Welcome (back) to Writer Central!
Today I’m coming back at you with a post for my Stages of a Book Series. It is the first part of the writing process (for most people), and it’s the stage where you basically just thought-dump and plan for your future manuscript. It’s one of the most straightforward yet simultaneously most difficult parts of writing a novel, for me anyway.
Know what I’m talking about?
That’s right! Brainstorming.
Let’s start this off with a simple question: What even is brainstorming for a novel?
Well, my friend, brainstorming is basically the process in which you come up with your entire plot. You figure out the major points (rising action, climax, resolution, etc) and decide how they’re connected. You learn about your characters, what they’re like, what they do, what their purpose is…you get the picture.
Now maybe you’re thinking, “But how do I do this? How do I figure out what my characters are like and how my plot is connected?”
That’s the purpose of this post! So read below for three tips on brainstorming for your fiction novel.
1. Just thought-dump.
Actually, I forgot to mention the inspiration stage of a book in my series, but that step comes before the brainstorming one.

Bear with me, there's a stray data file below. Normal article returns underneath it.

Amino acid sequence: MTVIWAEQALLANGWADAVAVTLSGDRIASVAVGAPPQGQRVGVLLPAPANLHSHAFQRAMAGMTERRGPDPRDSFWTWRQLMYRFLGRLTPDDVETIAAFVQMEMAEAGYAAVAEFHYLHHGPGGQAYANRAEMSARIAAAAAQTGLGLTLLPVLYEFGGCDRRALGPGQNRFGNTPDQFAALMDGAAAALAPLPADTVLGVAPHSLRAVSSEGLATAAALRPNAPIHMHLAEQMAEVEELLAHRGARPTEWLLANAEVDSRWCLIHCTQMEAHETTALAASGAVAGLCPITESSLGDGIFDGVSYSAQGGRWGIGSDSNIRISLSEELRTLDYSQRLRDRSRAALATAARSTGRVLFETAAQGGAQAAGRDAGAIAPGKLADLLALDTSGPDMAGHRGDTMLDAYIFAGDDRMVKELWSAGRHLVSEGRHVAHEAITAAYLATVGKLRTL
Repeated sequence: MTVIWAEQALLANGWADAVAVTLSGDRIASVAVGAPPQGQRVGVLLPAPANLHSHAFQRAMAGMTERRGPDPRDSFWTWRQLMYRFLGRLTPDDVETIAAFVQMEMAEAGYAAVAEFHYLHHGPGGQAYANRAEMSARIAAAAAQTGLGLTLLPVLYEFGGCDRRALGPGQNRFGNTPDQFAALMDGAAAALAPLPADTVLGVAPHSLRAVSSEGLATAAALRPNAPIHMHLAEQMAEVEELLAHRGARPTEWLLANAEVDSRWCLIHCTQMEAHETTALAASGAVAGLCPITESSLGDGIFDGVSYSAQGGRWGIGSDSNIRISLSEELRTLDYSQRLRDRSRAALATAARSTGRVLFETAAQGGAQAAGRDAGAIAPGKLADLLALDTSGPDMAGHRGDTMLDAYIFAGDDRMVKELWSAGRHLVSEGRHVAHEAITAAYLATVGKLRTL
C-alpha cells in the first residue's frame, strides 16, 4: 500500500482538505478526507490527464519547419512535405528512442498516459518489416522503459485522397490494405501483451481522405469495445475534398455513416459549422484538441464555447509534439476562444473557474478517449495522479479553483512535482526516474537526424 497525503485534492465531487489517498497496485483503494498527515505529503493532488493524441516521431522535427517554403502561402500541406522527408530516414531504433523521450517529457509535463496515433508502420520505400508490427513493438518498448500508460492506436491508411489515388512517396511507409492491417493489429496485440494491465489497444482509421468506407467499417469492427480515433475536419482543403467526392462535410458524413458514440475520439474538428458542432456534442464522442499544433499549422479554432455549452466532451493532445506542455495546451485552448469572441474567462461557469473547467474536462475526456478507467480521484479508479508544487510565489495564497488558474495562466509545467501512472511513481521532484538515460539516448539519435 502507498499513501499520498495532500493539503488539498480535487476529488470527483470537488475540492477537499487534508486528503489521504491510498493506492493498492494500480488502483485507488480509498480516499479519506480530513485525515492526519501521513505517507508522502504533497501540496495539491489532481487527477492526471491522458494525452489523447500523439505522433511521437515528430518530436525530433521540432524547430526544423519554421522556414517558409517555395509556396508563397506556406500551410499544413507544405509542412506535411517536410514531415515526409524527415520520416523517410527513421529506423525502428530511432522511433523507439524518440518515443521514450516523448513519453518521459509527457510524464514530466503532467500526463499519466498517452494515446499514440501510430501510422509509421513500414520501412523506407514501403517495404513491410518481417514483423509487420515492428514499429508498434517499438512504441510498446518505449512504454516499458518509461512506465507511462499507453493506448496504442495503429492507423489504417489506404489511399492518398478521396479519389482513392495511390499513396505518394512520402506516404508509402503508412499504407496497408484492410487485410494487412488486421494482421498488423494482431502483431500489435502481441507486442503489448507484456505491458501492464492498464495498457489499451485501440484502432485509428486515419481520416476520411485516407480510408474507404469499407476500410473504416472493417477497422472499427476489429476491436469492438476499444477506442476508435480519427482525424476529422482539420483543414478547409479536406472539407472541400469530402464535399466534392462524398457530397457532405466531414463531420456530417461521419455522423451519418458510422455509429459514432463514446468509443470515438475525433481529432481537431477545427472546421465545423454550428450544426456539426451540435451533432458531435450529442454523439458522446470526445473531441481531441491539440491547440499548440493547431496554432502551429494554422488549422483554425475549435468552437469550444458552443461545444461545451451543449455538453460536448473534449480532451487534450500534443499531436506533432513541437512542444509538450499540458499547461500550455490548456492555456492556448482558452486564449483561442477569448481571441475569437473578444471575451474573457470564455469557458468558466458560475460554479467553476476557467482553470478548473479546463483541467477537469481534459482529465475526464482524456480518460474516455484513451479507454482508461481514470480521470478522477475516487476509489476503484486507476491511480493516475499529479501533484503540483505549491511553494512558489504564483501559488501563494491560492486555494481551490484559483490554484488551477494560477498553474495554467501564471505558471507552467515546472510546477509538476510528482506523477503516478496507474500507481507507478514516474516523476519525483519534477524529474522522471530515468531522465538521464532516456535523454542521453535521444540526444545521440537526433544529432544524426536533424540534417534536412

Anyway, inspiration comes before brainstorming: it’s the stage where you get ideas for what you should brainstorm. So thought-dumping, therefore, is exactly what it sounds like. You basically dump your ideas from whatever your inspiration gave you into a document. It doesn’t have to be organized. It’s basically a huge document of ideas.
Once you’ve written down everything you can think of, you read it over to see what you think is missing. Connect the dots, basically. This is the easiest way to get your thoughts together and to get the roots of your story in place.
2. Make sure it makes sense and will be the right size for a novel.
This comes right after your thought-dump. Basically, read over your work and make sure it will be long enough and complex enough for your story. Check it for major plot holes, or things that don’t make sense. Maybe complete plot diagrams or other things to help you get it organized.
3. Prepare the beginnings of your characters.
Begin to understand how your characters fit into the plot. Make sure they have a purpose in the story. Choose their names.
How do you do this?
Thanks for reading this short little how-to post! I hope you found it helpful, no matter what stage you are in. If you did, then be sure to check out the others I’ve written as well as follow my blog for more to come! If you have a question, suggestion, or comment, feel free to drop it below or contact me through email or social media and I’ll get back to you.
Also, I won’t be posting as much as I was over the summer. My life has suddenly gotten really busy. I will (hopefully) still be posting at least once a week, most likely on Fridays. I apologize if this post was a short and disorganized, because I had to write it quickly. Thanks for understanding.
See you next time! ❤